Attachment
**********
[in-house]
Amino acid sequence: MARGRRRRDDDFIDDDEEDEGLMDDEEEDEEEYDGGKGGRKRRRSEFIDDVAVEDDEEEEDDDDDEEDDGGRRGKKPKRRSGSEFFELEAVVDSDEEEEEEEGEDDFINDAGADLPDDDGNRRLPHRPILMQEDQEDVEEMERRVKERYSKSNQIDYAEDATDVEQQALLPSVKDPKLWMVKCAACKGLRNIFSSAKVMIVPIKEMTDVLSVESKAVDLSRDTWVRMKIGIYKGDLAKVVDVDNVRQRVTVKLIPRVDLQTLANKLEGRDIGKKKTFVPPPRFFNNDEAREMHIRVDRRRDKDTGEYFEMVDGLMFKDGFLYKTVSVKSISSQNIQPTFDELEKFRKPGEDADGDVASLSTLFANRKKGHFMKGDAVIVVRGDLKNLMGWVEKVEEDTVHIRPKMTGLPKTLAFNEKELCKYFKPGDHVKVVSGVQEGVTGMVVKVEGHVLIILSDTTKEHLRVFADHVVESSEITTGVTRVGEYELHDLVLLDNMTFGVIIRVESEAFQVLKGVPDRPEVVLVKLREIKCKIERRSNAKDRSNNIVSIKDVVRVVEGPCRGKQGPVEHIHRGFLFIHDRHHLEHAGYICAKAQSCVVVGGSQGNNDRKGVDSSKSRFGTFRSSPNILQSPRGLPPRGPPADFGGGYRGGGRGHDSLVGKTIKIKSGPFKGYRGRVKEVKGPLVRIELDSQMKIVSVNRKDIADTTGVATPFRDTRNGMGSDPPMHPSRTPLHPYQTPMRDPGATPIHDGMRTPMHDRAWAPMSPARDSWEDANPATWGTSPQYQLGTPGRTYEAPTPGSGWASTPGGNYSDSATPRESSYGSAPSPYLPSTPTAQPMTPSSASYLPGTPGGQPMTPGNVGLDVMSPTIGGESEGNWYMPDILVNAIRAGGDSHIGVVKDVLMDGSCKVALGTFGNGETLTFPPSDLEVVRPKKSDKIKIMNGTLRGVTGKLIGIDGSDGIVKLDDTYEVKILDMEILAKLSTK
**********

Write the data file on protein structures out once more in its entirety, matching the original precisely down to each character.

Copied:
[in-house]
Amino acid sequence: MARGRRRRDDDFIDDDEEDEGLMDDEEEDEEEYDGGKGGRKRRRSEFIDDVAVEDDEEEEDDDDDEEDDGGRRGKKPKRRSGSEFFELEAVVDSDEEEEEEEGEDDFINDAGADLPDDDGNRRLPHRPILMQEDQEDVEEMERRVKERYSKSNQIDYAEDATDVEQQALLPSVKDPKLWMVKCAACKGLRNIFSSAKVMIVPIKEMTDVLSVESKAVDLSRDTWVRMKIGIYKGDLAKVVDVDNVRQRVTVKLIPRVDLQTLANKLEGRDIGKKKTFVPPPRFFNNDEAREMHIRVDRRRDKDTGEYFEMVDGLMFKDGFLYKTVSVKSISSQNIQPTFDELEKFRKPGEDADGDVASLSTLFANRKKGHFMKGDAVIVVRGDLKNLMGWVEKVEEDTVHIRPKMTGLPKTLAFNEKELCKYFKPGDHVKVVSGVQEGVTGMVVKVEGHVLIILSDTTKEHLRVFADHVVESSEITTGVTRVGEYELHDLVLLDNMTFGVIIRVESEAFQVLKGVPDRPEVVLVKLREIKCKIERRSNAKDRSNNIVSIKDVVRVVEGPCRGKQGPVEHIHRGFLFIHDRHHLEHAGYICAKAQSCVVVGGSQGNNDRKGVDSSKSRFGTFRSSPNILQSPRGLPPRGPPADFGGGYRGGGRGHDSLVGKTIKIKSGPFKGYRGRVKEVKGPLVRIELDSQMKIVSVNRKDIADTTGVATPFRDTRNGMGSDPPMHPSRTPLHPYQTPMRDPGATPIHDGMRTPMHDRAWAPMSPARDSWEDANPATWGTSPQYQLGTPGRTYEAPTPGSGWASTPGGNYSDSATPRESSYGSAPSPYLPSTPTAQPMTPSSASYLPGTPGGQPMTPGNVGLDVMSPTIGGESEGNWYMPDILVNAIRAGGDSHIGVVKDVLMDGSCKVALGTFGNGETLTFPPSDLEVVRPKKSDKIKIMNGTLRGVTGKLIGIDGSDGIVKLDDTYEVKILDMEILAKLSTK